BATAAN and CORREGIDOR
whom Truman called "a common coward"
The loss of the Philippines was the greatest defeat of the United States Army but it has not received the attention that such distinction deserves. How was it possible, with perfect knowledge of the enemy's plans and greatly superior forces, that the U.S. lost a strong defensive position?
There were four critical steps. (1) The U.S. bombers were sacrificed on the ground. (2) MacArthur prevented food, ammunition, gas and other supplies from being stored on Bataan. (3) The remaining U.S. airforces were sent away December 17 just as the main Japanese force approached in convoy without air-cover. (4) Forces had to be misplaced at Lingayen Gulf.
On 24 January 1942, Bataan was ordered to send food to the already well-stocked Corregidor which had a six-months supply for 10,000 men. The men on Bataan were starving. This order was to further reduce them. *4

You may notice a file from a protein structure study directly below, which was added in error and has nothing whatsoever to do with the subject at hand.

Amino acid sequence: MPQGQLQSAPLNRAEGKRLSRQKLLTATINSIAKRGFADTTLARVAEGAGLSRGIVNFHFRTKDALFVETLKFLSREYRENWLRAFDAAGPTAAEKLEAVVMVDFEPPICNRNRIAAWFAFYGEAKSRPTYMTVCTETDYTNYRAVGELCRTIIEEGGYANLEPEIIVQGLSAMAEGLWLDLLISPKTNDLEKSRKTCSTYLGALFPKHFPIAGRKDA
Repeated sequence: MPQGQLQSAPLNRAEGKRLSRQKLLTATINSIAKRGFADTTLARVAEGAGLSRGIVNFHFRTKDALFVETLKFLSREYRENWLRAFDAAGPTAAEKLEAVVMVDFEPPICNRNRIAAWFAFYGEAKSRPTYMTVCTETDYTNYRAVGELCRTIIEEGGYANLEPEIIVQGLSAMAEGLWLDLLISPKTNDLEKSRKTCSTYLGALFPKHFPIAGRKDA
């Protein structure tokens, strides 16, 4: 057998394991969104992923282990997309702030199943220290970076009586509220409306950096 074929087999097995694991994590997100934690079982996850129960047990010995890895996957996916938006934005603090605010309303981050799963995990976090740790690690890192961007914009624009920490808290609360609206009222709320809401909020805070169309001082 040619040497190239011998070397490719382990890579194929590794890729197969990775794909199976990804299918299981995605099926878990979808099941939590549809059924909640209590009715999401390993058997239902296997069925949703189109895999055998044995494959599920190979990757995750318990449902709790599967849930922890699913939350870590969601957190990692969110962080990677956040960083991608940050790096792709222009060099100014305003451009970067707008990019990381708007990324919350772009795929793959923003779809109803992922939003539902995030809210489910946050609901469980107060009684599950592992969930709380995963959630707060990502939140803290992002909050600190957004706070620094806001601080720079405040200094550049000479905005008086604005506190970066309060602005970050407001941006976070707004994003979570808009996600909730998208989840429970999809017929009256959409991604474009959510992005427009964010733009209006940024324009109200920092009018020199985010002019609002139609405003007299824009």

On February 23rd FDR made a radio address to the troops on Bataan to discourage them and inform that they would receive no relief. While Soviet Communists were being rushed billions of dollars of supplies, nothing, not even food, could be spared our men on Bataan. They were left to starve and rot. This is in stark contrast to what happened on Guadalcanal just a few months later. There submarines and fast destroyers supplied our forces and even tankers full of gasoline were sent in and grounded so the troops could be well stocked. It would have been easy to break the "paper blockade", as MacArthur called it, around the Philippines especially since we were reading the Japanese fleet code and could avoid interception. Not only submarines could have supplied Bataan, and the Asiatic Fleet stationed at Manila had the largest submarine force in the U.S. Navy, but large supply ships could have stood off in the south islands and fast coast-runners could have brought the supplies to Bataan at night. MacArthur wrote, "Since the blockade was lightly held, many medium-sized ships could have been loaded with supplies and dispatched along various routes. It seemed incredible to me that no effort was made to bring in supplies." Japanese records show that commanding General Homma, who had about half as many troops as MacArthur, was ready to give up: "If only help could have reached the Philippines, even in small form, if only limited reinforcement could have been supplied, the end could not have failed to be a success." (It is incongruous for MacArthur to complain about lack of supplies when he was responsible.) Obviously, since ships were frequently sent out from Corregidor and Bataan in the spring of 1942, MacArthur himself leaving with a flotilla of PT boats on March 11, ships could have equally well have been sent in. However, saving the 31,095 Americans on Bataan was not going to happen - it was the last thing Roosevelt wanted. Some clue to his thinking was his suggestion of surrender to MacArthur rather early on in February, "I authorize you to arrange for the capitulation of the Filipino elements of the defending forces..." This discloses intent. This was at a time when President Quezon controlled seventy-five percent of his country, the Japanese really only controlled the cities and the Japanese general was ready to give up. MacArthur did not think it was a good idea partly because Roosevelt, in typical fashion, had worded his letter so that MacArthur would take the blame. *5